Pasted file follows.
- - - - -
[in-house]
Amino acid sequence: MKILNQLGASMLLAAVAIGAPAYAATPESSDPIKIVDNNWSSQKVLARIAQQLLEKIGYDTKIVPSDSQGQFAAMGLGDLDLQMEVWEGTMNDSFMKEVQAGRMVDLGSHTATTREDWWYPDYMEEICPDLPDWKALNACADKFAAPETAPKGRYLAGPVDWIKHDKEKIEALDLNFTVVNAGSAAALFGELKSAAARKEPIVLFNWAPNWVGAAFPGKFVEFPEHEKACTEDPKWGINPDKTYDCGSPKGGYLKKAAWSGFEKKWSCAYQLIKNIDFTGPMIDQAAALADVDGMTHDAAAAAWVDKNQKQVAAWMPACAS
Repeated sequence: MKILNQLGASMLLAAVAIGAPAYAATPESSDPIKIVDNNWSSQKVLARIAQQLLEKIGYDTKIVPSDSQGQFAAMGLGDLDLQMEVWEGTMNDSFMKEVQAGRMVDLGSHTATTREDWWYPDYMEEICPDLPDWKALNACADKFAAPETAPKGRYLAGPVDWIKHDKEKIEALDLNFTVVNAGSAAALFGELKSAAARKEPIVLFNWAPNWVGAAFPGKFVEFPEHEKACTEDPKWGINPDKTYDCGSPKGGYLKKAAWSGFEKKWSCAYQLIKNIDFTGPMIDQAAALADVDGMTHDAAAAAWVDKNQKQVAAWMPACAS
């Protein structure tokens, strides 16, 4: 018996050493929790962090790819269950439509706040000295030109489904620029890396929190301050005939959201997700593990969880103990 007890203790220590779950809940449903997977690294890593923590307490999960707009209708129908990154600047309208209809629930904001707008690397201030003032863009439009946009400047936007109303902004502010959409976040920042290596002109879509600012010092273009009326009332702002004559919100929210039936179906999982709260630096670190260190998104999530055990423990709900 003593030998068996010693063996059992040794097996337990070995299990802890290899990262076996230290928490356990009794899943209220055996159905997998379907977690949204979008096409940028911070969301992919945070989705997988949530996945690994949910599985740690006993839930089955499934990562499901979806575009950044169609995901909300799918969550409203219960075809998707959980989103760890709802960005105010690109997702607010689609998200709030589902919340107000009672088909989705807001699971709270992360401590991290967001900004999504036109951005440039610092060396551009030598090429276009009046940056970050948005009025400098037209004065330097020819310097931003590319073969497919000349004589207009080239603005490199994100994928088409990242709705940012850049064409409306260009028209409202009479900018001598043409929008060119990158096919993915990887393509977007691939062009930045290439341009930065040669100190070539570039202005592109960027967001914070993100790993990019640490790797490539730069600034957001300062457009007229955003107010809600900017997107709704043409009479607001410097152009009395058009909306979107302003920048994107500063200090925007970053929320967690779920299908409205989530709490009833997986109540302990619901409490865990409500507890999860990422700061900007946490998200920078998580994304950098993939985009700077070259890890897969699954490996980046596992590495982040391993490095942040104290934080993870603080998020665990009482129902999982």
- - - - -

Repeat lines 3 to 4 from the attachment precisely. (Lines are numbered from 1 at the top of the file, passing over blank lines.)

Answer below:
Repeated sequence: MKILNQLGASMLLAAVAIGAPAYAATPESSDPIKIVDNNWSSQKVLARIAQQLLEKIGYDTKIVPSDSQGQFAAMGLGDLDLQMEVWEGTMNDSFMKEVQAGRMVDLGSHTATTREDWWYPDYMEEICPDLPDWKALNACADKFAAPETAPKGRYLAGPVDWIKHDKEKIEALDLNFTVVNAGSAAALFGELKSAAARKEPIVLFNWAPNWVGAAFPGKFVEFPEHEKACTEDPKWGINPDKTYDCGSPKGGYLKKAAWSGFEKKWSCAYQLIKNIDFTGPMIDQAAALADVDGMTHDAAAAAWVDKNQKQVAAWMPACAS
């Protein structure tokens, strides 16, 4: 018996050493929790962090790819269950439509706040000295030109489904620029890396929190301050005939959201997700593990969880103990 007890203790220590779950809940449903997977690294890593923590307490999960707009209708129908990154600047309208209809629930904001707008690397201030003032863009439009946009400047936007109303902004502010959409976040920042290596002109879509600012010092273009009326009332702002004559919100929210039936179906999982709260630096670190260190998104999530055990423990709900 003593030998068996010693063996059992040794097996337990070995299990802890290899990262076996230290928490356990009794899943209220055996159905997998379907977690949204979008096409940028911070969301992919945070989705997988949530996945690994949910599985740690006993839930089955499934990562499901979806575009950044169609995901909300799918969550409203219960075809998707959980989103760890709802960005105010690109997702607010689609998200709030589902919340107000009672088909989705807001699971709270992360401590991290967001900004999504036109951005440039610092060396551009030598090429276009009046940056970050948005009025400098037209004065330097020819310097931003590319073969497919000349004589207009080239603005490199994100994928088409990242709705940012850049064409409306260009028209409202009479900018001598043409929008060119990158096919993915990887393509977007691939062009930045290439341009930065040669100190070539570039202005592109960027967001914070993100790993990019640490790797490539730069600034957001300062457009007229955003107010809600900017997107709704043409009479607001410097152009009395058009909306979107302003920048994107500063200090925007970053929320967690779920299908409205989530709490009833997986109540302990619901409490865990409500507890999860990422700061900007946490998200920078998580994304950098993939985009700077070259890890897969699954490996980046596992590495982040391993490095942040104290934080993870603080998020665990009482129902999982």